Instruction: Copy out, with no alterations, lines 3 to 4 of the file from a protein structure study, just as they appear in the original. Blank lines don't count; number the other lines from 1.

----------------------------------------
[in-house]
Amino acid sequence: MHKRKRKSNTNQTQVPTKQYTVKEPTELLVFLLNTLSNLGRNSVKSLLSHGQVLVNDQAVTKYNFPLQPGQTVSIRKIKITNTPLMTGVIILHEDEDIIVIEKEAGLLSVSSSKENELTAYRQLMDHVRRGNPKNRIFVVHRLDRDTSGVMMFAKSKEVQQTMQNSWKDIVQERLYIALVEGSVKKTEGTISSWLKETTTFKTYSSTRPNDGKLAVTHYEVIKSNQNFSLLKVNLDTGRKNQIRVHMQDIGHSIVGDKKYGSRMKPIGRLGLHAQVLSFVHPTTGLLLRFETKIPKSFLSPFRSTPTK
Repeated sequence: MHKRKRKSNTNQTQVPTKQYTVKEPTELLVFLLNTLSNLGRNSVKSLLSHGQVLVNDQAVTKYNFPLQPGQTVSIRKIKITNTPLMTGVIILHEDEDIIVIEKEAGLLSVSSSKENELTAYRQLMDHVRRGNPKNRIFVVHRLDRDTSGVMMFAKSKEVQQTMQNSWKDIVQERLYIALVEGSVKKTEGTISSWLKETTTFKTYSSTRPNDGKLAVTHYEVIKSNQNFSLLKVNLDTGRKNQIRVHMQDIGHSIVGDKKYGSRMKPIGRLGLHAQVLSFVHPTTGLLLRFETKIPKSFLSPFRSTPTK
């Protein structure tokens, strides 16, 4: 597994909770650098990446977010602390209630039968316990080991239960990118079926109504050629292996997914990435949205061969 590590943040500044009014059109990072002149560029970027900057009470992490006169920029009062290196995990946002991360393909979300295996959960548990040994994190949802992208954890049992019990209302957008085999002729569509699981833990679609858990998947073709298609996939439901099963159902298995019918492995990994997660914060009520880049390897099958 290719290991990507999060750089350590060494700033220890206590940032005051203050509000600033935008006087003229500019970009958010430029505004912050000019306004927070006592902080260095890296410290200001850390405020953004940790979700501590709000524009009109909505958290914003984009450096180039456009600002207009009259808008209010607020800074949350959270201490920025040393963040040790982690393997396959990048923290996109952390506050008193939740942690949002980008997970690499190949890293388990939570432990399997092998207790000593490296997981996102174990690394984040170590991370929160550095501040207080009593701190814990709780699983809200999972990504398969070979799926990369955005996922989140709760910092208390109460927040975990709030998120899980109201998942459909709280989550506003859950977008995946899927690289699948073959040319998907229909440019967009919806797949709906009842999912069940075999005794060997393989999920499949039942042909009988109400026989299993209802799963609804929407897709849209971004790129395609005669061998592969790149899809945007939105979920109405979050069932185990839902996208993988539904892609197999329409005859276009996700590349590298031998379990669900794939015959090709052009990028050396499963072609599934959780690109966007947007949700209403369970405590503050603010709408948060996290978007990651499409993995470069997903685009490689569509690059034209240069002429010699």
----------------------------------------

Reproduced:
Repeated sequence: MHKRKRKSNTNQTQVPTKQYTVKEPTELLVFLLNTLSNLGRNSVKSLLSHGQVLVNDQAVTKYNFPLQPGQTVSIRKIKITNTPLMTGVIILHEDEDIIVIEKEAGLLSVSSSKENELTAYRQLMDHVRRGNPKNRIFVVHRLDRDTSGVMMFAKSKEVQQTMQNSWKDIVQERLYIALVEGSVKKTEGTISSWLKETTTFKTYSSTRPNDGKLAVTHYEVIKSNQNFSLLKVNLDTGRKNQIRVHMQDIGHSIVGDKKYGSRMKPIGRLGLHAQVLSFVHPTTGLLLRFETKIPKSFLSPFRSTPTK
């Protein structure tokens, strides 16, 4: 597994909770650098990446977010602390209630039968316990080991239960990118079926109504050629292996997914990435949205061969 590590943040500044009014059109990072002149560029970027900057009470992490006169920029009062290196995990946002991360393909979300295996959960548990040994994190949802992208954890049992019990209302957008085999002729569509699981833990679609858990998947073709298609996939439901099963159902298995019918492995990994997660914060009520880049390897099958 290719290991990507999060750089350590060494700033220890206590940032005051203050509000600033935008006087003229500019970009958010430029505004912050000019306004927070006592902080260095890296410290200001850390405020953004940790979700501590709000524009009109909505958290914003984009450096180039456009600002207009009259808008209010607020800074949350959270201490920025040393963040040790982690393997396959990048923290996109952390506050008193939740942690949002980008997970690499190949890293388990939570432990399997092998207790000593490296997981996102174990690394984040170590991370929160550095501040207080009593701190814990709780699983809200999972990504398969070979799926990369955005996922989140709760910092208390109460927040975990709030998120899980109201998942459909709280989550506003859950977008995946899927690289699948073959040319998907229909440019967009919806797949709906009842999912069940075999005794060997393989999920499949039942042909009988109400026989299993209802799963609804929407897709849209971004790129395609005669061998592969790149899809945007939105979920109405979050069932185990839902996208993988539904892609197999329409005859276009996700590349590298031998379990669900794939015959090709052009990028050396499963072609599934959780690109966007947007949700209403369970405590503050603010709408948060996290978007990651499409993995470069997903685009490689569509690059034209240069002429010699």